Key issues to consider, therefore, are the skills that migrants bring to the country; the type of employment they obtain and how they are viewed by employers; and the impact of migration on the wages and employment of UK-born workers. In the sections below, the evidence relating to each of these areas is considered in turn.

The labour market is one area where, in addition to a volume of work at the UK level, there is a substantial amount of Scotland-specific research. In recent years, several large quantitative studies have focused on specific aspects of the labour market in Scotland.

Migrants' education levels

The skills of migrants coming in to a country, relative to people born in that country, are important in determining the potential contribution they can make to the economy. Educational attainment is a useful proxy for skills (Saleheen and Shadforth, 2006:379), and the evidence indicates that, in general, migrants are more likely to have educational qualifications than the UK-born/Scottish-born population.

At the UK level, Wadsworth et al (2016) examined the impact of migration in the context of the referendum debate on the UK's membership of the EU. The study used Centre for Economic Performance analysis of the 2015 Labour Force Survey ( LFS). The researchers found that EU migrants are, on average, more highly educated than the UK-born population: about 43 per cent have some form of higher education, compared with only 23 per cent of the UK-born. Only 15 per cent of EU migrants left school at 16, compared with 44 per cent of the UK-born population (2016:4).

In Scotland, the 2014 study by Bell et al, which explored migration policy in relation to alternative constitutional outcomes for Scotland, involved secondary analysis of Annual Population Survey ( APS) data from 2009-2012 to examine labour market characteristics of the migrant population. 2012 APS data show that 13.1 per cent of the Scottish-born workforce in Scotland are graduates, and that this is a lower percentage than any migrant group. Examples given in the paper are 18.6 per cent (people born in Poland) and 49.1 per cent (Indian-born migrants) (2014:318). The authors found that the selectivity effect of migration policy has resulted in 'Scotland's immigrant population adding to the country's human talent by comparison with the Scots-born population' (2014:318).

Analysis of 2011 Census data by Scottish Government analysts indicates that almost half (48 per cent) of people who migrated to Scotland from EEA countries in the ten years prior to the Census have degree-level qualifications, as do 60 per cent of recent migrants from non- EEA countries. Approximately 40 per cent of EEA and non- EEA migrants who have lived in Scotland for more than ten years, and migrants born in the rest of the UK, are graduates. This compares with 22 per cent of people born in Scotland. Census data also indicate that approximately 10 per cent of recent EEA and non- EEA migrants have no qualifications, compared with about a quarter of established EEA and non- EEA migrants and 29 per cent of people born in Scotland (Scottish Government, 2016a:23).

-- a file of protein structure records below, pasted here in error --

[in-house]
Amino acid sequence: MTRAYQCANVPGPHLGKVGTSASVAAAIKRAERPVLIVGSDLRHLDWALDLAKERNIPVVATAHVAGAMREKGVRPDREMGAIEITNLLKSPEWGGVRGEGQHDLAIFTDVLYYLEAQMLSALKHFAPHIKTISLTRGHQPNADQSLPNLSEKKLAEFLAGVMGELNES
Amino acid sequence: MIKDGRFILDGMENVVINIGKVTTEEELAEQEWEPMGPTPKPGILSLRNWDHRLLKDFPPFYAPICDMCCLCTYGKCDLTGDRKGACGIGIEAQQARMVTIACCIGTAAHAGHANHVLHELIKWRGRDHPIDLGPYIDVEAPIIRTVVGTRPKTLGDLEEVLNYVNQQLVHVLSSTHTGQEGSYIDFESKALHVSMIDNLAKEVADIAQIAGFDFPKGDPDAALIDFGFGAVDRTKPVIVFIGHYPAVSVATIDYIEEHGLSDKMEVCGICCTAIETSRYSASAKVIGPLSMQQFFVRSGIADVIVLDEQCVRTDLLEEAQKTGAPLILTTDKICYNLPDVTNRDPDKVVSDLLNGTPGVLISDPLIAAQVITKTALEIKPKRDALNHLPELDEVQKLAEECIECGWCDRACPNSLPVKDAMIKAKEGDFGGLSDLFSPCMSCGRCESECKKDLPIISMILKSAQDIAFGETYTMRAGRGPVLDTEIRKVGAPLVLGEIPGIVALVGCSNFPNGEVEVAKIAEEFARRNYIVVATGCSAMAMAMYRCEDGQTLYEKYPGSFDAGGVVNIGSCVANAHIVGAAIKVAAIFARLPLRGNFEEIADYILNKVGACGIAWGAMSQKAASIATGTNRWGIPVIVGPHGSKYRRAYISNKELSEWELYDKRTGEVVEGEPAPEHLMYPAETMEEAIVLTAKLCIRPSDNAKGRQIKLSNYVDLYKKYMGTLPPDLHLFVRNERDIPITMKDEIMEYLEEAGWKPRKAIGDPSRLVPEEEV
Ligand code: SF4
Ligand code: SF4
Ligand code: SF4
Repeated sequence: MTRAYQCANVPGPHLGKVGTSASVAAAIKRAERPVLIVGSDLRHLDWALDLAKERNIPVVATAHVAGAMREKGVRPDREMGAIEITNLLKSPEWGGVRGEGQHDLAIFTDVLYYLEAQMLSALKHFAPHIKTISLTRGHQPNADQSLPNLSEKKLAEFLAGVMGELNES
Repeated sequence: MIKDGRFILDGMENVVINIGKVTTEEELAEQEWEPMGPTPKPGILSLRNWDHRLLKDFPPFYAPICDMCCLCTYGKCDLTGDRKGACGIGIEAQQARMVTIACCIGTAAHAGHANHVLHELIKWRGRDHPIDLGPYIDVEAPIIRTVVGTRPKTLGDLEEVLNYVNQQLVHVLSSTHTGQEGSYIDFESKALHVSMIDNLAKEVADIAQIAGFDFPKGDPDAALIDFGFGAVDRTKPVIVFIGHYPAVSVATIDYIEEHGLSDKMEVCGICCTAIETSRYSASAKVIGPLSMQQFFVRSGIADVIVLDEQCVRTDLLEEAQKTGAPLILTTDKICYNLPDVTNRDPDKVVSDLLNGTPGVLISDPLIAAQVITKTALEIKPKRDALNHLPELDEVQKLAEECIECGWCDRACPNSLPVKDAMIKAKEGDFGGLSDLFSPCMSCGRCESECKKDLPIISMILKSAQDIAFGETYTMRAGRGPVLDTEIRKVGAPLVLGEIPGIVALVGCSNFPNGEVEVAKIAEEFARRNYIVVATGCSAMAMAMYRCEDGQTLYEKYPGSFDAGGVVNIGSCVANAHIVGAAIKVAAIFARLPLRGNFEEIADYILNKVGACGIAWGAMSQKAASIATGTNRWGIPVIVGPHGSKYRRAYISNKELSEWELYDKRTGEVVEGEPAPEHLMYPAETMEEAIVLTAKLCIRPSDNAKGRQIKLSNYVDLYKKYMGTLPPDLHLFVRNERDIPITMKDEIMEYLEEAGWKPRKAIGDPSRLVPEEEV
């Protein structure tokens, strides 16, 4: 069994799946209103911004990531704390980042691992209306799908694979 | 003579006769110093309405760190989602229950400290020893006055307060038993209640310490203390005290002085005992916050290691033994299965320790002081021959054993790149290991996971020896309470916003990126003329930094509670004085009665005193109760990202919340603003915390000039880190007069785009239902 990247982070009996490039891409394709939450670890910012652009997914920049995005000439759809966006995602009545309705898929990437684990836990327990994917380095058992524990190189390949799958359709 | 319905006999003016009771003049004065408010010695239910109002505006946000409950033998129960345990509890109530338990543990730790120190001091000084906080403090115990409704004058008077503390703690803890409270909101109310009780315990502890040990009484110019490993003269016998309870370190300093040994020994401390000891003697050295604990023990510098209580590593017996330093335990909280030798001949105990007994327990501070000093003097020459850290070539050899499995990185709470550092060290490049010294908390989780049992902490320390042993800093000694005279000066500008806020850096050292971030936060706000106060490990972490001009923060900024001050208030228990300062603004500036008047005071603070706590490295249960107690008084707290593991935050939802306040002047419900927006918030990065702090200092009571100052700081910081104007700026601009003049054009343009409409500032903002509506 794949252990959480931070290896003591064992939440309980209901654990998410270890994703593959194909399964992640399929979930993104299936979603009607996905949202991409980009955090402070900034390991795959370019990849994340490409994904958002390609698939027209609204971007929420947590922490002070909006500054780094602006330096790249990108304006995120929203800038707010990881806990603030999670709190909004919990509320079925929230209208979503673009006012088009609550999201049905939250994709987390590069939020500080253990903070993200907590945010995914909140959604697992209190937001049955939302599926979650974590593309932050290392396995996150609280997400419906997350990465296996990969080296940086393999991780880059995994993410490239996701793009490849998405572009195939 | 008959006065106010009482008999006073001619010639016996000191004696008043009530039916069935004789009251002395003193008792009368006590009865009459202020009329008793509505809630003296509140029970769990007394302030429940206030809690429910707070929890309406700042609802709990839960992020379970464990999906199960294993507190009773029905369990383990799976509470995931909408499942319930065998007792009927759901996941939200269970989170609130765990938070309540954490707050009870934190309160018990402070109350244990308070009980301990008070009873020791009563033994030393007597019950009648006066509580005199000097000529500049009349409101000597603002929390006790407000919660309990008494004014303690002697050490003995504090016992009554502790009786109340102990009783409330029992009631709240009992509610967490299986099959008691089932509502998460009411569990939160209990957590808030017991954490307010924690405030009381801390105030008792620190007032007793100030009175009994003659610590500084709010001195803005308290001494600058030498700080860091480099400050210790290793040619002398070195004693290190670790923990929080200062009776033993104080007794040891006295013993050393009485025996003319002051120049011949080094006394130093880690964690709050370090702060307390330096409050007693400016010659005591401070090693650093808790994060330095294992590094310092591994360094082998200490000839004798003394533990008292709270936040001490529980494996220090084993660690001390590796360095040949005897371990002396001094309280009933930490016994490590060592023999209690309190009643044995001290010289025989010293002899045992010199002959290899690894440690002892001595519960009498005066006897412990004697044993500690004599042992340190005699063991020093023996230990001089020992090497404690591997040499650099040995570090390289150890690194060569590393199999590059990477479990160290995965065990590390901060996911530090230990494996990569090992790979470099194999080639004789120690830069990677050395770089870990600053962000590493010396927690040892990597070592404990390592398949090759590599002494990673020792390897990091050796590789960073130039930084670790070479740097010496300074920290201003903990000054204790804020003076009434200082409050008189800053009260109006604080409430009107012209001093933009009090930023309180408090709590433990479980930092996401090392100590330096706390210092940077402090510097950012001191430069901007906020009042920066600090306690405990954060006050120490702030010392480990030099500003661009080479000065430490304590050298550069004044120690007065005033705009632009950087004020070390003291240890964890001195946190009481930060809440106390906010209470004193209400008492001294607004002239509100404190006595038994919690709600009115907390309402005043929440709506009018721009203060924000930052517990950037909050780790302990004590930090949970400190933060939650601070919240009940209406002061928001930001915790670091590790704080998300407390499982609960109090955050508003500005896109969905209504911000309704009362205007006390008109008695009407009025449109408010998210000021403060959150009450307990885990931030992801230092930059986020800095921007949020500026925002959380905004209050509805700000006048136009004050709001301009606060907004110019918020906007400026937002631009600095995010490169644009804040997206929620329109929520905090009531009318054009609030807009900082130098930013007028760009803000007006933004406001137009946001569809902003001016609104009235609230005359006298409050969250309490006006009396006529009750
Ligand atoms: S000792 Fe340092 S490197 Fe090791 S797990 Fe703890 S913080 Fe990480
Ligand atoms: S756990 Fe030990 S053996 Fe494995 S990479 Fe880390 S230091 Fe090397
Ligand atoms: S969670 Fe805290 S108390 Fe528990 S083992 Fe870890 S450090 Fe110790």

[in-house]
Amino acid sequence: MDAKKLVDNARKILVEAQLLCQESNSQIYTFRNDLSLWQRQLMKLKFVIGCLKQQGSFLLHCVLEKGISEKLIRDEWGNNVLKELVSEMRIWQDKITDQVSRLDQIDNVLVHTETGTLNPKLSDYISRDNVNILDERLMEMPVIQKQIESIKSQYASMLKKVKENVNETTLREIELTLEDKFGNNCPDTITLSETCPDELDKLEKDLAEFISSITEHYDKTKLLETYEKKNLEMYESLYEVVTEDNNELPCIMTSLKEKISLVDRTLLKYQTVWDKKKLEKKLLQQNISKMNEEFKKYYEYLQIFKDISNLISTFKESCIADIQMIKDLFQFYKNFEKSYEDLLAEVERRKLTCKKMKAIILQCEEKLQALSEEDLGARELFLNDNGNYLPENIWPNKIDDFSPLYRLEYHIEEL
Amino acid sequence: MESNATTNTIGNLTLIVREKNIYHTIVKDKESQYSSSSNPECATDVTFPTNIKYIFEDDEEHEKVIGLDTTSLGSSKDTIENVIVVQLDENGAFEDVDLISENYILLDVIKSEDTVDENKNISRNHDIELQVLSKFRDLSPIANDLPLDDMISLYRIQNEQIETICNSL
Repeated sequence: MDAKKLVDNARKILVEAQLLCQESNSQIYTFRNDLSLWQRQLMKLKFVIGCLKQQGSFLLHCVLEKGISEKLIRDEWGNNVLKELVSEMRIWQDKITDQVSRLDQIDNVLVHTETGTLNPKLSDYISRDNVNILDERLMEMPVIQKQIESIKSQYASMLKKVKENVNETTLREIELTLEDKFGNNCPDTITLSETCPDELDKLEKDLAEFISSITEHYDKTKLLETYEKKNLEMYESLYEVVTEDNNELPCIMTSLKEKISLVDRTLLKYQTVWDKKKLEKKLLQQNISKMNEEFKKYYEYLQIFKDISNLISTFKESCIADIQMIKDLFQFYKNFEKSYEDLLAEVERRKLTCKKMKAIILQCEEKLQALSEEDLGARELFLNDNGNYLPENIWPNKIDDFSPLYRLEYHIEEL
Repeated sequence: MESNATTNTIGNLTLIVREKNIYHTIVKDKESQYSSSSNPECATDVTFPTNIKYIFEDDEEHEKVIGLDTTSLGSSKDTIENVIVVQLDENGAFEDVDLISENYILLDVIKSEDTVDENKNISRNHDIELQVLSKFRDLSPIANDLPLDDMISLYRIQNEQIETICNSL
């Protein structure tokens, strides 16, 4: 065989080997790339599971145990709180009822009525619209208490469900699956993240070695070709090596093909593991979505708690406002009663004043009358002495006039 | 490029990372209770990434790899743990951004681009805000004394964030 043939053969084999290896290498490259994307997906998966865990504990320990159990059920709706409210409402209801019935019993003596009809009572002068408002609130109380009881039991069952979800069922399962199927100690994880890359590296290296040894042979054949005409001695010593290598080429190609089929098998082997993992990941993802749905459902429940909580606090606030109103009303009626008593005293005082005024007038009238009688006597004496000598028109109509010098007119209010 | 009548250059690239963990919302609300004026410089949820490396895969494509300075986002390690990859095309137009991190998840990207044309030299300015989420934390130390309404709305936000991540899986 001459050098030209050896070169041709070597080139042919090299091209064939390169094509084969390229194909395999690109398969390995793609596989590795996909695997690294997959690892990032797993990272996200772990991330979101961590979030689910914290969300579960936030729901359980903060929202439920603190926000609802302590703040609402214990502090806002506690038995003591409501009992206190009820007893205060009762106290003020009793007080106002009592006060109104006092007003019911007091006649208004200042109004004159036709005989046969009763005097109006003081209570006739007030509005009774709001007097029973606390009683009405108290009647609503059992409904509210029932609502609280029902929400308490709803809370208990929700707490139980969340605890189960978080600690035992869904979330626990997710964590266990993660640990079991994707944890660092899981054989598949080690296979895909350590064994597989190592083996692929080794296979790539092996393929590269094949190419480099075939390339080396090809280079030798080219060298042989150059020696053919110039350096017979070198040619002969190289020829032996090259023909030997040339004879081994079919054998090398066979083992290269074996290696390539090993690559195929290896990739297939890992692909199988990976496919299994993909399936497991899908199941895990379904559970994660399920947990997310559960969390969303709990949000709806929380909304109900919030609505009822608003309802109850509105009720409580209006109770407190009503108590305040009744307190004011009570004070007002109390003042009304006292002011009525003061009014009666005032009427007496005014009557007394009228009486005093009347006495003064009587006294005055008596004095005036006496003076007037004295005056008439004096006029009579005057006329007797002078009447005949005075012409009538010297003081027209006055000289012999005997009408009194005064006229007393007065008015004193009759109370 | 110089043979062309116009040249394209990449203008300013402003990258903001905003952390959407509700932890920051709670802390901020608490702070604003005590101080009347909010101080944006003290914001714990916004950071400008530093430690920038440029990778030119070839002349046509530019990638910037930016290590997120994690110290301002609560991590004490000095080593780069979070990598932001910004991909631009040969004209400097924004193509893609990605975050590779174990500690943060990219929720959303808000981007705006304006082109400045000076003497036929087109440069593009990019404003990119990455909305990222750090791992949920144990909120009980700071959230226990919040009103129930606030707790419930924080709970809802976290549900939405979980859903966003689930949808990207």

Although the percentages vary, depending on the data sources used, and the ways in which migrant groups are disaggregated, it is clear that the majority of non- UK migrants arrive with qualifications and skills. However, the measurement of migrants' education levels is often complicated by the comparison of educational qualifications across countries (Nickell and Saleheen, 2008:3).

This difficulty is highlighted by Moskal in a qualitative study of new labour migration from Poland to Scotland (2013). The author found that, for people coming to Scotland with higher levels of educational and professional qualifications, the possibility of transferring formal qualifications may be a problem because 'this form of institutional cultural capital is often not recognised in the new society and thus devalued.' Moskal points out that many Polish migrants are working in jobs below their education levels, a situation they accept only because it is seen as temporary (2013:370). In a qualitative study of Polish migrants working in low-skill jobs in Scotland, Weishaar (2008) also found that respondents with post-school qualifications felt overqualified for the jobs they were doing, including 'cleaning, babysitting and catering.' Weishaar draws attention to the frustration migrants in the study felt because they were not able to work in the job for which they had spent many years studying (2008:1253).

The Scottish Parliament Equal Opportunities Committee 2010, charged to explore the impact and contribution of migrant populations within Scottish society, summarised the evidence considered in relation to the qualifications and skills of migrants: